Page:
If you have the time, you can try a few machines with the upgrade path and see how it goes. If there are any glitches, then I would scrap that plan and go for the fresh install.

    While you are doing this, you can also do a fresh install on a few machines (if available) and see how much time it takes. Time does = $$ though.

    good luck

    ~halv

  6. #6
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    Number of Machines

    There are currently over 1500 machines that will be upgraded. It will be a big project if they have to create an image, but that is what I am trying to have them do, because probably 90% of the machines are the same "Compaq" desktops.

  7. #7
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    With that many PCs their going to have to include tweaking time in their cost analysis for the upgrade option, probably lots of tweaking time.
    \"You got a mouth like an outboard motor..all the time putt putt putt\" - Foghorn Leghorn

  8. #8
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    Do the clean install on one box, do al the updates patches, install all the custom apps and then make an image out of it and shoot the image to everything else.
    Everyone is going to die, I am just as good of a reason as any.

    http://think-smarter.blogspot.com

  9. #9
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    I'm not sure what type of logic they are using but it is obviously flawed as doing an image of one machine and then pushing that image to the rest of the machines would be the fastest way to do the upgrade.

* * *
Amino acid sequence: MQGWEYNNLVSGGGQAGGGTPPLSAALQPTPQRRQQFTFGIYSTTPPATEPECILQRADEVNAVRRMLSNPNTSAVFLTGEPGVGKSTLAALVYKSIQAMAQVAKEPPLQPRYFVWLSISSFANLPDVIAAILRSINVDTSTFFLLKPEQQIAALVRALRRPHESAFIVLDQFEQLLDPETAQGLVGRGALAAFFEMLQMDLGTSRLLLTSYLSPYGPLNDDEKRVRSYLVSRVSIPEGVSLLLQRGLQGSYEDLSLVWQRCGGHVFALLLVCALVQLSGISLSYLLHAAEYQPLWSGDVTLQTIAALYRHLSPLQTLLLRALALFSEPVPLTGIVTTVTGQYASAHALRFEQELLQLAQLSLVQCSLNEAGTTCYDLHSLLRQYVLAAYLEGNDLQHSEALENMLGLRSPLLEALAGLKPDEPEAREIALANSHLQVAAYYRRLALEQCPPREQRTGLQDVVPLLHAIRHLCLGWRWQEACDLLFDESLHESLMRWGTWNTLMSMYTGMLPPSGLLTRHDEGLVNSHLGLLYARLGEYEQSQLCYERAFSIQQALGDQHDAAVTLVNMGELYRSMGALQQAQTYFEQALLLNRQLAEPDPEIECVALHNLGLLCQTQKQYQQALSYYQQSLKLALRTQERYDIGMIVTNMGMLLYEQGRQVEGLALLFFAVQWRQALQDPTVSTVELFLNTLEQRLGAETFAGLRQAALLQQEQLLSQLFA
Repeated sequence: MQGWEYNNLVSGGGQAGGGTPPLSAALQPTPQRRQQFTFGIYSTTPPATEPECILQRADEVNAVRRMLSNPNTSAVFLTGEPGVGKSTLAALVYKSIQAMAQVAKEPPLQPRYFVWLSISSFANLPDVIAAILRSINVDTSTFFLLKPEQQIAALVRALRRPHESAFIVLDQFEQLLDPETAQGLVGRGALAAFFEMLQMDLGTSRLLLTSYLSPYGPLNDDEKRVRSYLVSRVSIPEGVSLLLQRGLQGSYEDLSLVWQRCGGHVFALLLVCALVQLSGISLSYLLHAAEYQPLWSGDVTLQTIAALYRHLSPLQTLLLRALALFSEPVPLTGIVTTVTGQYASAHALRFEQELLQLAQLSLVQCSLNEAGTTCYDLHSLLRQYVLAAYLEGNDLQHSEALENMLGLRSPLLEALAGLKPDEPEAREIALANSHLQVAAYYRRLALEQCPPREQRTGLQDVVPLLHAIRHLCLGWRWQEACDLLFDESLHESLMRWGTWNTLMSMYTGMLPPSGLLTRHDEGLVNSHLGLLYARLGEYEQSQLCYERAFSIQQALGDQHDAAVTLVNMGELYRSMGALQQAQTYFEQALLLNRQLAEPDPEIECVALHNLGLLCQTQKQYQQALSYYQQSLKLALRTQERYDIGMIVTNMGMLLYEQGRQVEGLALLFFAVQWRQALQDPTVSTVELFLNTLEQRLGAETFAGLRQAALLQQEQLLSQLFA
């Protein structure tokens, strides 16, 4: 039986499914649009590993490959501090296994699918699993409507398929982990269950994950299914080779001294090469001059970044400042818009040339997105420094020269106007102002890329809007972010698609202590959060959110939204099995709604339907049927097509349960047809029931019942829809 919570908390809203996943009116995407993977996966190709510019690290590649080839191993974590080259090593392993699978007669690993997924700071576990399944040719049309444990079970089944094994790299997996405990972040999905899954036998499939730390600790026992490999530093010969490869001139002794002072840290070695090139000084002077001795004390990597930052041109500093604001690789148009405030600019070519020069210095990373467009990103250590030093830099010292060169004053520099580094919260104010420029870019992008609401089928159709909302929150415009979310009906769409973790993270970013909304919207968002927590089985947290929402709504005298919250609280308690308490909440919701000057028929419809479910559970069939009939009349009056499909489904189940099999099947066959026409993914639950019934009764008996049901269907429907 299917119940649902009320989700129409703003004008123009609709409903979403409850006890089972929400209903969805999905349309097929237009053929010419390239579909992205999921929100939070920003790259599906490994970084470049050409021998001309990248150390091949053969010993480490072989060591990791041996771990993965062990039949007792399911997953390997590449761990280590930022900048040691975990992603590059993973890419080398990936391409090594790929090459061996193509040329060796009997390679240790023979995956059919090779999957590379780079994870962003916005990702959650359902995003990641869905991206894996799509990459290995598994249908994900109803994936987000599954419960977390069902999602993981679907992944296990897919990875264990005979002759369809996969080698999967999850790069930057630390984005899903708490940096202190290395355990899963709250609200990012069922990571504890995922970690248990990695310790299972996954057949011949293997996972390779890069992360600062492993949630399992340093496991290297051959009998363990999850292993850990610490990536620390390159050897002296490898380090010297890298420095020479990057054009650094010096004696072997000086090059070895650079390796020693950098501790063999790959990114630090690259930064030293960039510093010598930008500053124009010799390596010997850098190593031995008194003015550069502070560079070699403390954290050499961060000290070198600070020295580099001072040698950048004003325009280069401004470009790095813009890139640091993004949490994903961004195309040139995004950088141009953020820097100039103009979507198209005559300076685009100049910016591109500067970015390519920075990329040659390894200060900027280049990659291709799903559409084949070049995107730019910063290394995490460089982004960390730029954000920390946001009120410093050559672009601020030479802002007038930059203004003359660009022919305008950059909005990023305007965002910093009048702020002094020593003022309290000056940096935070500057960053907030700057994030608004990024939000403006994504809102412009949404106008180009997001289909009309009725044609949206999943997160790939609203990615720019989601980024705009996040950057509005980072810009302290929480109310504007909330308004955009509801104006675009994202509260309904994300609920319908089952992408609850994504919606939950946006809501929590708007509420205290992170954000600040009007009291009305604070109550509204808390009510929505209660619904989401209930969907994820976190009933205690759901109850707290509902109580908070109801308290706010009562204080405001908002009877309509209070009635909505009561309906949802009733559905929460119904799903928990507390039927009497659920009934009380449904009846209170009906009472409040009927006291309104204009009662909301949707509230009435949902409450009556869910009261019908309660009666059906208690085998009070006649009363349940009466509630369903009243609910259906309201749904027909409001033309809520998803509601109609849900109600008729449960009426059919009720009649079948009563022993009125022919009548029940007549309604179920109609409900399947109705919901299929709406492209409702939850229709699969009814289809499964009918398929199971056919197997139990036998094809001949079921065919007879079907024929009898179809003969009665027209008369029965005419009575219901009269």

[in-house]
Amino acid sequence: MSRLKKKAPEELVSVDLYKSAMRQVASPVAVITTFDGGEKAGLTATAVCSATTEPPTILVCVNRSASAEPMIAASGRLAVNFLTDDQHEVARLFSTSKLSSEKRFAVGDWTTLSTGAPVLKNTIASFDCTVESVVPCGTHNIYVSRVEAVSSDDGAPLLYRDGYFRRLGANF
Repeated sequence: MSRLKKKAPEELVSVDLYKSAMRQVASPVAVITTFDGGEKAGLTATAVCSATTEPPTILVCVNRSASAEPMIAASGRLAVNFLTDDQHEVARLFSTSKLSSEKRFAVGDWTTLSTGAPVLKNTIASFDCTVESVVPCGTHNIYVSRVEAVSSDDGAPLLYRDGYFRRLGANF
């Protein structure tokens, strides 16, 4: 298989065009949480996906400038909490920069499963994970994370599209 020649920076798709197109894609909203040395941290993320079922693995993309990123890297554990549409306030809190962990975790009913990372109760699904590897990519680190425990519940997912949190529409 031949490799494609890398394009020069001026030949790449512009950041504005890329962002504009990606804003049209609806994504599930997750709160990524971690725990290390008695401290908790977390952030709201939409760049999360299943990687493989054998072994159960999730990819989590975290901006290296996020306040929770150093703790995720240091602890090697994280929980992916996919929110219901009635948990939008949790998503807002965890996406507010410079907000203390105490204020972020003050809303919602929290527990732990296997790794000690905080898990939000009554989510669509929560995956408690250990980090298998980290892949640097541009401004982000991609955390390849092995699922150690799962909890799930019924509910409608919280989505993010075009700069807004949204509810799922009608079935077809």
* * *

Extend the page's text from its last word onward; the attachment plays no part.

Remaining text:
Actually performing a system upgrade will take considerably longer than just imaging. I can have a system up and running off of a ghost image in under 30 minutes usually. That same machine could take 30-45 minutes to upgrade and another hour to apply the appropriate fixes. Not to mention all of the tweaking you will have to do on the system after the upgrade. You are probably looking at 2-3 hours or so per machine, not taking into account application issues, just to get the OS upgraded and working normally.

    The biggest benefit of using an image to build all of the machines is that you are pretty much guaranteed that each machine will be identical. If you have properly secured the first machine, all of the rest of them will be secured.

    So look at it this way.

    45 minutes to reimage a machine*1500= 1,125hours, although some custom applications do not support being loaded through an image. We really need to know more about the custom applications you have mentioned as that is really the decisive factor. I can think of a few different applications that would have to be reloaded in the case of doing an image that would make the imaging process take longer.

    3 hours to upgrade * 1500= 4500 hours, not to mention that the platform will not be as secure as something will get missed on probably 1 out of 3 machines, if not more.

    Folks were talking about antivirus not working after an upgrade. That is because the .dll's that exist in the root operating system are different. So even though you are running sai Virusscan8.0 on NT4.0 it is not exactly identical to VS8.0 on XP. Most antivirus companies recommend uninstalling AV before an upgrade.

  10. #10
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    And another point about AV, specially Norton\Symantec....

    You may uninstall it...but it stays in the registry...I have had problems with this and upgrading of the av on ws 7.5 to 8.1 where I just had to stay at 7.5..or spend a hour + removing from the registry.

    MLF
    How people treat you is their karma- how you react is yours-Wayne Dyer